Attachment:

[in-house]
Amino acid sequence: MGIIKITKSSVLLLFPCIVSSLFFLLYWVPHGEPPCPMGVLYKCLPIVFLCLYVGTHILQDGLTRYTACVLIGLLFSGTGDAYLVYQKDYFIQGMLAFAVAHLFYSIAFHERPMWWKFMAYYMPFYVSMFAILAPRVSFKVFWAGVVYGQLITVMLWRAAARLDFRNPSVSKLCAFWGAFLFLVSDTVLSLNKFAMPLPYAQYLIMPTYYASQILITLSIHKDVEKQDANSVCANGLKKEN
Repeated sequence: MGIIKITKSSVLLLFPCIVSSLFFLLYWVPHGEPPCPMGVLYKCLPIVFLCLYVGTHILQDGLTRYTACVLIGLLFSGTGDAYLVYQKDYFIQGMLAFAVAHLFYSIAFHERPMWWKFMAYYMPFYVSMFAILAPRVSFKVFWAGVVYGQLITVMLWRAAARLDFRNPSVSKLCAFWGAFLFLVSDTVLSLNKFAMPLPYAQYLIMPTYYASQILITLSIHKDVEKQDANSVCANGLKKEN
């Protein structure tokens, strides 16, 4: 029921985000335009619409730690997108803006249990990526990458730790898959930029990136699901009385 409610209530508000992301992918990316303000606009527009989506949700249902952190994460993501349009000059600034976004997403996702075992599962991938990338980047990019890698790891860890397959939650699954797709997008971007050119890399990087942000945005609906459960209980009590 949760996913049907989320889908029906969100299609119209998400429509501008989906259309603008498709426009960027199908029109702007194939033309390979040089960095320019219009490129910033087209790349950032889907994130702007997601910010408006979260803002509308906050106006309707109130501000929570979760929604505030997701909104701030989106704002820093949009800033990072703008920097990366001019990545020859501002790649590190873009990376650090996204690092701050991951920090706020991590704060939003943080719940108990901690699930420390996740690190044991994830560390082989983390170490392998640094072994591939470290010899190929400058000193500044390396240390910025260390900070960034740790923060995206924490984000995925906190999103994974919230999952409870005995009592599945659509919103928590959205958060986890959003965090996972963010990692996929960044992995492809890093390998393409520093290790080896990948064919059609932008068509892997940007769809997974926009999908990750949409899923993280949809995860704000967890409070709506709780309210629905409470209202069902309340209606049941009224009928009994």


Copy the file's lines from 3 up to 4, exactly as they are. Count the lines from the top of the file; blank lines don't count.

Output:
Repeated sequence: MGIIKITKSSVLLLFPCIVSSLFFLLYWVPHGEPPCPMGVLYKCLPIVFLCLYVGTHILQDGLTRYTACVLIGLLFSGTGDAYLVYQKDYFIQGMLAFAVAHLFYSIAFHERPMWWKFMAYYMPFYVSMFAILAPRVSFKVFWAGVVYGQLITVMLWRAAARLDFRNPSVSKLCAFWGAFLFLVSDTVLSLNKFAMPLPYAQYLIMPTYYASQILITLSIHKDVEKQDANSVCANGLKKEN
């Protein structure tokens, strides 16, 4: 029921985000335009619409730690997108803006249990990526990458730790898959930029990136699901009385 409610209530508000992301992918990316303000606009527009989506949700249902952190994460993501349009000059600034976004997403996702075992599962991938990338980047990019890698790891860890397959939650699954797709997008971007050119890399990087942000945005609906459960209980009590 949760996913049907989320889908029906969100299609119209998400429509501008989906259309603008498709426009960027199908029109702007194939033309390979040089960095320019219009490129910033087209790349950032889907994130702007997601910010408006979260803002509308906050106006309707109130501000929570979760929604505030997701909104701030989106704002820093949009800033990072703008920097990366001019990545020859501002790649590190873009990376650090996204690092701050991951920090706020991590704060939003943080719940108990901690699930420390996740690190044991994830560390082989983390170490392998640094072994591939470290010899190929400058000193500044390396240390910025260390900070960034740790923060995206924490984000995925906190999103994974919230999952409870005995009592599945659509919103928590959205958060986890959003965090996972963010990692996929960044992995492809890093390998393409520093290790080896990948064919059609932008068509892997940007769809997974926009999908990750949409899923993280949809995860704000967890409070709506709780309210629905409470209202069902309340209606049941009224009928009994």